Subtitle: Insane Policy Due to Definition Creep or Bureaucracy?
Injured veterans engaged in new combat
In a little-noticed regulation change, the Pentagon's definition of combat-related disabilities is narrowed, costing some wounded veterans thousands of dollars in lost benefits.
By David Zucchino
November 25, 2008
Marine Cpl. James Dixon was wounded twice in Iraq -- by a roadside bomb and a land mine. He suffered a traumatic brain injury, a concussion, a dislocated hip and hearing loss. He was diagnosed with post-traumatic stress disorder.
Army Sgt. Lori Meshell shattered a hip and crushed her back and knees while diving for cover during a mortar attack in Iraq. She has undergone a hip replacement and knee reconstruction and needs at least three more surgeries.
In each case, the Pentagon ruled that their disabilities were not combat-related.
In a little-noticed regulation change in March, the military's definition of combat-related disabilities was narrowed, costing some injured veterans thousands of dollars in lost benefits -- and triggering outrage from veterans' advocacy groups...
Go here to read the whole Zucchino article on this travesty that could, and very well will, affect thousands and thousands of veterans.
Most of us know that the myriad of rules and regulations around benefits are legion. So, I need your help. It appears to me that the Congress enacted a law with no definitions, and the DoD, which puts a definition on everything, sought to do just that. The result was a bureaucracy that took those definitions verbatim to define the level of benefits for soldiers like Meshell that was injured during a mortar attack but not hit by shrapnel.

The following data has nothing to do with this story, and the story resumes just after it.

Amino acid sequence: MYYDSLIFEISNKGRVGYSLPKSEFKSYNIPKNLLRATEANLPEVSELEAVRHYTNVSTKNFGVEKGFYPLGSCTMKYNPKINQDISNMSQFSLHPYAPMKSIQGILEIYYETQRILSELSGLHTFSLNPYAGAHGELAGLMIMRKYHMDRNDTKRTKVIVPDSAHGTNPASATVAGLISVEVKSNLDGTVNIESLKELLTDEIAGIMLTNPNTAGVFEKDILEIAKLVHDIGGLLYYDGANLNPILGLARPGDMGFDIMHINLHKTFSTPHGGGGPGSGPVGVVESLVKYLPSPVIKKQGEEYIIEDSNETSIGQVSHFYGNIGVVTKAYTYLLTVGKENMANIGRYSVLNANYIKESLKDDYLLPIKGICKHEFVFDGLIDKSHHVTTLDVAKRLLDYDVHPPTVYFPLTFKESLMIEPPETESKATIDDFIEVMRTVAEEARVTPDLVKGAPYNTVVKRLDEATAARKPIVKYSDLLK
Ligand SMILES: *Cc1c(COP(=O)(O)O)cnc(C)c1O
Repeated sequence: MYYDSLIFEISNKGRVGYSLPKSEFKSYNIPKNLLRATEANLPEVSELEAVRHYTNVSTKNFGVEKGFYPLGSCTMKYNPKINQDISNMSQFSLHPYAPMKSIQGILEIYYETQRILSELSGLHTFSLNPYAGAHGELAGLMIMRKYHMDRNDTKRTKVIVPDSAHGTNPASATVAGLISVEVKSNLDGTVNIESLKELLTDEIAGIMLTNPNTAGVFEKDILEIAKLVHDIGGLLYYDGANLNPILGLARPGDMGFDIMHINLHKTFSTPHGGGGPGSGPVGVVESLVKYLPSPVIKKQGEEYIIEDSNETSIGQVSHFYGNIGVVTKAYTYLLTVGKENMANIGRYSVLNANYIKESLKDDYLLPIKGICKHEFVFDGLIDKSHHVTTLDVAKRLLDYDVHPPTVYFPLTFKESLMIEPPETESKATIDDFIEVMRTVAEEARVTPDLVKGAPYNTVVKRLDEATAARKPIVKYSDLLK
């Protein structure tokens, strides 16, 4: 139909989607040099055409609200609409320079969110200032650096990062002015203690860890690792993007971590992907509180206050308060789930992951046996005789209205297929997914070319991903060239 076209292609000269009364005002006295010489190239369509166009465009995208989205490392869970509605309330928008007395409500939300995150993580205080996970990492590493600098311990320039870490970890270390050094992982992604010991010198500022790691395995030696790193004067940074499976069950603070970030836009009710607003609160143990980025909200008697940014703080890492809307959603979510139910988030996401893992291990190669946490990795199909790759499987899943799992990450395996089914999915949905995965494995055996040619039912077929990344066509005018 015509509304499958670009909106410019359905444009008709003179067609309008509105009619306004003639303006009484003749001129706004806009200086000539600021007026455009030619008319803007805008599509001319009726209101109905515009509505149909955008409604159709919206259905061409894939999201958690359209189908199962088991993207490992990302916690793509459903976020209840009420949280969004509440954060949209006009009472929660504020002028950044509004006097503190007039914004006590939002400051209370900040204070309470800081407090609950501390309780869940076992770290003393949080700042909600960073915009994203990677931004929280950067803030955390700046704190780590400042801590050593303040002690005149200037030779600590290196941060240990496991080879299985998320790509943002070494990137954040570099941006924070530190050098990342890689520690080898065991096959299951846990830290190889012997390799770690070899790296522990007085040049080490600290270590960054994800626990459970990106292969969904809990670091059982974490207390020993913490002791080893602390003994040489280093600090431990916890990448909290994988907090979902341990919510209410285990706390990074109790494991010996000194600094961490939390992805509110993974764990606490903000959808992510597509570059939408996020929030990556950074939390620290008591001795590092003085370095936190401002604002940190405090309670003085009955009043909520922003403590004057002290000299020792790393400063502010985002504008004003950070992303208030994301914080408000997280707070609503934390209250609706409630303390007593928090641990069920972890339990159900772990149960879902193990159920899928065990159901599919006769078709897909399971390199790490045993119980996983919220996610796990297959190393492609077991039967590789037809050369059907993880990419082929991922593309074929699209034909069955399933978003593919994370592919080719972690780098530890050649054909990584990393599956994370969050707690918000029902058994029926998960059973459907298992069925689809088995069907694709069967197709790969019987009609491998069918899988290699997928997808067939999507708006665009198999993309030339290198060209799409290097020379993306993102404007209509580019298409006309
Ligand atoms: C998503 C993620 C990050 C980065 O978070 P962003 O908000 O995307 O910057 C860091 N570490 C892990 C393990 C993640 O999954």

The Disabled American Veterans claim that the Pentagon illegally stripped definitions out of the legislation in order to reduce the costs of caring for the many diabled vets we have from OIF and OEF.
Regardless of whether this problem stems from Congress or from the Petagon, it needs to get fixed. And it needs to get fixed ASAP. With Congress doing not much of anything over the next few weeks, let's get this on their radar for the next session.
Update: Got this note from someone in the know (that works on these issues) and that I trust completely.
The real answer is that Under Secretary of Defense for Personnel, David Chu, hates EVERYTHING to do with military health care, and the costs. So he essentially tries to screw us at every opportunity. He’s been trying to do away with all of it for a while now. So he continually throws up little roadblocks like this one. It has to do with the CRSC payments. (Combat Related Special Compensation.)